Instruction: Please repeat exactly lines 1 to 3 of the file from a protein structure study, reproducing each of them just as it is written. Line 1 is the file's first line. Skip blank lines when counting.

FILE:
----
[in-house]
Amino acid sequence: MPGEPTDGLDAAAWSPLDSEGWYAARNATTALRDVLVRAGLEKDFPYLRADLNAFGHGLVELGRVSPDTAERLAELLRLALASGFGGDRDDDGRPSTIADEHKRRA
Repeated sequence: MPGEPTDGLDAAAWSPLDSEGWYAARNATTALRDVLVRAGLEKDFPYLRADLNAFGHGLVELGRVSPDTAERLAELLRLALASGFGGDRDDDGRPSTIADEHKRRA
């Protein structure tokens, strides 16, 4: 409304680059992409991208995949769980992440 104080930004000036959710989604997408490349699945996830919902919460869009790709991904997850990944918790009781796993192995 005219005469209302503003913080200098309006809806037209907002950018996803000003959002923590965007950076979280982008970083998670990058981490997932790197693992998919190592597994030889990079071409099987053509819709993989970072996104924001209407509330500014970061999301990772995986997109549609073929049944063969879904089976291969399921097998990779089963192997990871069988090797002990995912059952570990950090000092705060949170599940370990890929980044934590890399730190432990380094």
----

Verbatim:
[in-house]
Amino acid sequence: MPGEPTDGLDAAAWSPLDSEGWYAARNATTALRDVLVRAGLEKDFPYLRADLNAFGHGLVELGRVSPDTAERLAELLRLALASGFGGDRDDDGRPSTIADEHKRRA
Repeated sequence: MPGEPTDGLDAAAWSPLDSEGWYAARNATTALRDVLVRAGLEKDFPYLRADLNAFGHGLVELGRVSPDTAERLAELLRLALASGFGGDRDDDGRPSTIADEHKRRA